Originally the formal name of the tracking database underlying the digital currency bitcoin, the term is now used broadly to refer to any distributed electronic ledger that uses software algorithms to record transactions with reliability and anonymity. This technology is also sometimes referred to as distributed ledger (its more generic name), cryptocurrencies (the electronic cryptocurrencies), and decentralized verification (the key differentiating attribute of this type of system).
At the heart, blockchain is a self-sustaining, peer-to-peer database technology for managing and recording transactions with no central bank or clearinghouse involvement. Because blockchain verification is handled through algorithms and consensus among multiple computers, the system is presumed immune to tampering, fraud, or political control. It is designed to protect against domination of the network by any single computer or group of computers. Participants are relatively anonymous, identified only by pseudonyms, and every transaction can be relied upon. Moreover, because every core transaction is processed just once, in one shared electronic ledger, blockchain reduces the redundancy and delay.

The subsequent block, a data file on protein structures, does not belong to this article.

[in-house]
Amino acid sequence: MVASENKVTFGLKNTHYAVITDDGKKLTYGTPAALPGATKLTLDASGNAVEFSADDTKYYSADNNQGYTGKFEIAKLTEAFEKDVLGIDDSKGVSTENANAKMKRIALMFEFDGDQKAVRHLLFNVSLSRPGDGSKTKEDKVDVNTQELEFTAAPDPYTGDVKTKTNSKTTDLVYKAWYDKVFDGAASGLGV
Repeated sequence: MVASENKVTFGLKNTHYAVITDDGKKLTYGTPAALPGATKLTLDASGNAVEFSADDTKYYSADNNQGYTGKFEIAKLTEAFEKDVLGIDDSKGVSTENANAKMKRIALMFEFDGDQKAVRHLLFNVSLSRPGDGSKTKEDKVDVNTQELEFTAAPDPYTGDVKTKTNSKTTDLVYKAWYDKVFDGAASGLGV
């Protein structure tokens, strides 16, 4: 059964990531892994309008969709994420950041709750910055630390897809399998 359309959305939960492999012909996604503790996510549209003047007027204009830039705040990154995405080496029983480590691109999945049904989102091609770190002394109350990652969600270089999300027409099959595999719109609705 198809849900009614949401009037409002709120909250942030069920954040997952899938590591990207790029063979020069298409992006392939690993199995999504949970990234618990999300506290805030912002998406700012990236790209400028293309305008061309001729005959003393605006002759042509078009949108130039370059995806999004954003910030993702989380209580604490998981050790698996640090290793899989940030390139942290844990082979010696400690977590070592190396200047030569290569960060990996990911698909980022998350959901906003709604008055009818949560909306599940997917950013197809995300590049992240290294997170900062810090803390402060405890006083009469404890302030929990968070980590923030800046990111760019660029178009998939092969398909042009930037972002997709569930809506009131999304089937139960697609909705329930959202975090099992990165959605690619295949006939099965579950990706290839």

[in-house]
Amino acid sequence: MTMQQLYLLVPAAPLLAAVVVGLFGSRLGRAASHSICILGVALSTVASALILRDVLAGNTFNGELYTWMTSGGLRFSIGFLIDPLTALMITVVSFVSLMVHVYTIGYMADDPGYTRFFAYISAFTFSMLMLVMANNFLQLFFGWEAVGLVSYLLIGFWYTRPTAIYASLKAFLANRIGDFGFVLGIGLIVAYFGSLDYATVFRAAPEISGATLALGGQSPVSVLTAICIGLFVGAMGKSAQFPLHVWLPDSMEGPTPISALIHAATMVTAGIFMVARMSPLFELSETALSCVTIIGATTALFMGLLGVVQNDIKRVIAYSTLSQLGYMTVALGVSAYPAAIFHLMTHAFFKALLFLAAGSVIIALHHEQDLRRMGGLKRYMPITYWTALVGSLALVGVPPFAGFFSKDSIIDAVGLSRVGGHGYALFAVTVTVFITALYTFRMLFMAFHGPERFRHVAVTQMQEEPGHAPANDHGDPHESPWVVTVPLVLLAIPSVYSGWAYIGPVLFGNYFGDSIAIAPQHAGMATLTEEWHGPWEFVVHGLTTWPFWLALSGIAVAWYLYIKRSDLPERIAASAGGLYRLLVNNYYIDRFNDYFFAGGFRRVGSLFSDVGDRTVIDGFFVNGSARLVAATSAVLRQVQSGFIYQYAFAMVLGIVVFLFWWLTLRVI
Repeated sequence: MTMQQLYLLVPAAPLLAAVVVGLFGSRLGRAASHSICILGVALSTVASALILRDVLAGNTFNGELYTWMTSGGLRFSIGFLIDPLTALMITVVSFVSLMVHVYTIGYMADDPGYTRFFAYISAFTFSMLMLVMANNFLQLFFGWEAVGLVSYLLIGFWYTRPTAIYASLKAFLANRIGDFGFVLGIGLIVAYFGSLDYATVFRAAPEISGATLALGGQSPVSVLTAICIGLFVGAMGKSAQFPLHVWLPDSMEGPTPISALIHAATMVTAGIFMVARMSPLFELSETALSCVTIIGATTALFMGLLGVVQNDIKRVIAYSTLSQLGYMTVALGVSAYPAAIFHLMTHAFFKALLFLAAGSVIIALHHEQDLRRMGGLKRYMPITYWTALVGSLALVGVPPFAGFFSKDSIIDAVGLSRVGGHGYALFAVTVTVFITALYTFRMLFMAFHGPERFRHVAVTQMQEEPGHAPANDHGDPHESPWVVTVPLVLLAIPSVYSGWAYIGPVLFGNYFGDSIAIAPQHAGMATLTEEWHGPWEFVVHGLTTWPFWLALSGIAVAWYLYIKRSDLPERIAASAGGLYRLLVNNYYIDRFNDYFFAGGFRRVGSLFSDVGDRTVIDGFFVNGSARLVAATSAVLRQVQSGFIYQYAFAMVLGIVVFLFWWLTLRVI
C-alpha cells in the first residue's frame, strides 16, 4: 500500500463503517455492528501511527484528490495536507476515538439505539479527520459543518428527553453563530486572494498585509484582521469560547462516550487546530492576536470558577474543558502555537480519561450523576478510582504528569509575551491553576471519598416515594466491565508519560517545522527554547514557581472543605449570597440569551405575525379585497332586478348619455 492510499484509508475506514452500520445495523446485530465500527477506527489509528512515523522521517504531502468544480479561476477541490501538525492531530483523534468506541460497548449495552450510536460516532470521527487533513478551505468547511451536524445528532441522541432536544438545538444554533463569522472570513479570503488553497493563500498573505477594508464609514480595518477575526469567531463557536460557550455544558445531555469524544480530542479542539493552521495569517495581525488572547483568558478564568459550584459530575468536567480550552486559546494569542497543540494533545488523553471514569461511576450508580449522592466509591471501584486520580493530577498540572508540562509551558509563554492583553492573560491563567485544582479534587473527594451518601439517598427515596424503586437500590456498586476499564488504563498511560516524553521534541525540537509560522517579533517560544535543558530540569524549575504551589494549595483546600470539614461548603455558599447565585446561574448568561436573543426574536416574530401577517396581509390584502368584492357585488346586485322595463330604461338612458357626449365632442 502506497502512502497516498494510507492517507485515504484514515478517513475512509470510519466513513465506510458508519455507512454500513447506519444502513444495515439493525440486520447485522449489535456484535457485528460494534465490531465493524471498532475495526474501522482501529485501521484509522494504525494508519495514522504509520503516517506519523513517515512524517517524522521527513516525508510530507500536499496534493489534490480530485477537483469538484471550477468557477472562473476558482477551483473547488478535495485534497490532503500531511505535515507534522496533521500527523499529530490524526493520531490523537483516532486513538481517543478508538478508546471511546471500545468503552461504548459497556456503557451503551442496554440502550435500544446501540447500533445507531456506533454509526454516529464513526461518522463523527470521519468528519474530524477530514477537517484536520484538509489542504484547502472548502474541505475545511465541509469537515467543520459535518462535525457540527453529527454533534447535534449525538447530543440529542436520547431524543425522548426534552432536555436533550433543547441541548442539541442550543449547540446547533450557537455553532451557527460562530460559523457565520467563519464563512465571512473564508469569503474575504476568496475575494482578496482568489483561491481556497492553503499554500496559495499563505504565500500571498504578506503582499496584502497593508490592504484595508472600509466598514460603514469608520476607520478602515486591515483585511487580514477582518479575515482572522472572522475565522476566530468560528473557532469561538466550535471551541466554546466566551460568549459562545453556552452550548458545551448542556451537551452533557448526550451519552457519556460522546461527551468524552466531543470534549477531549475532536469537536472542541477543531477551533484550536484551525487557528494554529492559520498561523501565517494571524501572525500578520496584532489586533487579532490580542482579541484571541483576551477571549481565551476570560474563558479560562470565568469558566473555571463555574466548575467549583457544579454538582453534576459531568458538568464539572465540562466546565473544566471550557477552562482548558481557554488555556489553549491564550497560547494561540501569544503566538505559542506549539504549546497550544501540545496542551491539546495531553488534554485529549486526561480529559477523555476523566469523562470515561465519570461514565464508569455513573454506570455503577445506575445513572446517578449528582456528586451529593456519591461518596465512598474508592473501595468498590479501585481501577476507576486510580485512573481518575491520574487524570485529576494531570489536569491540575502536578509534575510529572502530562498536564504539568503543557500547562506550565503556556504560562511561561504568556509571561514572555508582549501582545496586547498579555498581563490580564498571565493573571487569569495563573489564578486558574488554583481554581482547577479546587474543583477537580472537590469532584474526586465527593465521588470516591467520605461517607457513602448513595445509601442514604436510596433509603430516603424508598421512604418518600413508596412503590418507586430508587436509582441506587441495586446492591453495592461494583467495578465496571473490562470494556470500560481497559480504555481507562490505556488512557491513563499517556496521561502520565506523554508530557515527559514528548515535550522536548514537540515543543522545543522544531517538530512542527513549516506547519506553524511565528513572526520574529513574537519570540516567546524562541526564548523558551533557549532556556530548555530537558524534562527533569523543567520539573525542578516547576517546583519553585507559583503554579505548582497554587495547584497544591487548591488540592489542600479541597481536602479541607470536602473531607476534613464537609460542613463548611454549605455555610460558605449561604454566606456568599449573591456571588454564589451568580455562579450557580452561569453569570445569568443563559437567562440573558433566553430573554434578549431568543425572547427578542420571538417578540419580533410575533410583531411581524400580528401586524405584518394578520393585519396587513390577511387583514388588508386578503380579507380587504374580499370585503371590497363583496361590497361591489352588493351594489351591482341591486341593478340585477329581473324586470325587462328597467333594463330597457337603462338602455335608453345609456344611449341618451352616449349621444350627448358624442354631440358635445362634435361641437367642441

Blockchain technology could become a game-changer force in any venue where trading occurs, where trust is at premium, and where people need protection from identity theft – including public sector, healthcare, retail, and, of course, all forms of financial services.